- Super Nova
- A Winter’s Day
- Interlude in Trader Joe’s Parking Lot
- The Cuervo Gold and Clorox Blues
- A July Afternoon at the Wharf
- Just Beyond
- Mr. Avocado Man
- The Two Week Vacation
A man playing a sax
sits on a makeshift stool
in Trader Joe’s parking lot,
scrounging for his three kids
his sad story splayed
on tattered cardboard,
his reedy notes
a brass confession
squandered in this shitty parking lot
with the bouquet of urine
drifting in from dark corners.
I’m pulled in by the music
like a rogue wave,
and he has no idea I’m drowning
in long-forgotten memories…
Two kids under the spell of young love,
slow dancing under swaying palms,
rum and cokes with paper umbrellas
a pony-tailed sax player spewing pure honey.
I’m still clutching my cart,
loaded with organic what-evers
lost in sweet reverie.
I give him a few dollars,
carefully placed in his open case.
He nods, I quietly clap
in this ersatz concert hall.
Don’t stop playing sax man,
take me with you
to when the promise of our young lives
was still dancing in front of us.
It’s not a good sign when you’re
mesmerized by the Westminster dog show.
Got to get out of this place.
Yes, even a well-planned foray
to Safeway will suffice.
I know I shouldn’t go, but I can’t relinquish
this last vestige of my old life.
Grocery list clutched in my gloved hand,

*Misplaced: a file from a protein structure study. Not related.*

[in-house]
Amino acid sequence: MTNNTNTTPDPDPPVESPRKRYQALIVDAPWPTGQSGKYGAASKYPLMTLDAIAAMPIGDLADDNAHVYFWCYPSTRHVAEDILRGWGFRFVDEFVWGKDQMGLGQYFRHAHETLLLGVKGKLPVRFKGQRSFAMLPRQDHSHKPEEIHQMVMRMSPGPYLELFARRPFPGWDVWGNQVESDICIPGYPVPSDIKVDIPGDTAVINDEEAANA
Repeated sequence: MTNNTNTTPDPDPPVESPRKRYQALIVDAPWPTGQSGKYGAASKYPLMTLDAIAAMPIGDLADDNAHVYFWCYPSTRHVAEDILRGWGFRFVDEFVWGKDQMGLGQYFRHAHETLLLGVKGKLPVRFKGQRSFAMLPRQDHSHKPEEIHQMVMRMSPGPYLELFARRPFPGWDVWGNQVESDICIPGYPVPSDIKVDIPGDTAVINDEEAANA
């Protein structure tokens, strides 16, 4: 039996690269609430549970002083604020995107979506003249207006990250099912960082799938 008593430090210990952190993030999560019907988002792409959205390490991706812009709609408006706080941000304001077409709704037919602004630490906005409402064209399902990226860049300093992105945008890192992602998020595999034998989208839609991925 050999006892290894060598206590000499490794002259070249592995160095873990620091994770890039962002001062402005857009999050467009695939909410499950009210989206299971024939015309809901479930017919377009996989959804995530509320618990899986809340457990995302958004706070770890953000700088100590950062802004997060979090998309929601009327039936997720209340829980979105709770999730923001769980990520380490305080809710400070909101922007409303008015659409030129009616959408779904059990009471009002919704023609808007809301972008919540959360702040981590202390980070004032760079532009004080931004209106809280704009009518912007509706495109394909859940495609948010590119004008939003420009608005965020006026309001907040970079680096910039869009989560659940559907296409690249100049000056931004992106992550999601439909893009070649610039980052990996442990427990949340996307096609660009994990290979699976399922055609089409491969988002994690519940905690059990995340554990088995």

mask in place, fogging my glasses,
cart wiped down.
I try to keep myself from weeping.
We are all actors in a bad dream,
that doesn’t go away in the morning.
Will we ever get back to before?
Oh, the little joys I took for granted,
like my grandsons sleeping over.
I’m frenetic, rushing through the aisles,
cowering behind my mask.
I don’t look anyone in the eye.
I score a big win, paper towels.
But do I really need four more cans
of tomato bisque soup?
The masked man in red sweatpants
joyfully unloads big bottles
of Cuervo Gold and Clorox on to the belt.
He makes me smile.
I remember envying the tourists,
carefree, riding the cable cars, delighting
in their crab cocktails and sourdough loaves,
but I was lucky too, winning-the-lottery lucky,
having just heard results of my PET scan,
after three days of not sleeping, barely eating,
by a young balding doctor in desert boots
who read me my fate off a scrap of paper he pulled from his white-coat pocket
as though he was a prescient fortune teller.
Blessedly my cancer had not spread further,
though I’d need chemo and radiation,
“the gold standard of treatment.”
He was on to his next patient,
before I could even hug him.
We couldn’t go home that July afternoon,
bubbling over with our newly minted hope
and headed for the Wharf.
The sun brighter, the sky bluer,
a scraggly street musician sang Motown on a keyboard. I stood boogying to Marvin Gaye.
Passersby were amused by the sixtyish woman dancing by herself, but I didn’t care.
When I sat down laughing,
my husband hugged me,
and we kissed on the green bench.
I try to recall cousin Erica’s second husband
or that actor from Breaking Bad
but names elude me
hover just beyond reach
from my once impeccable memory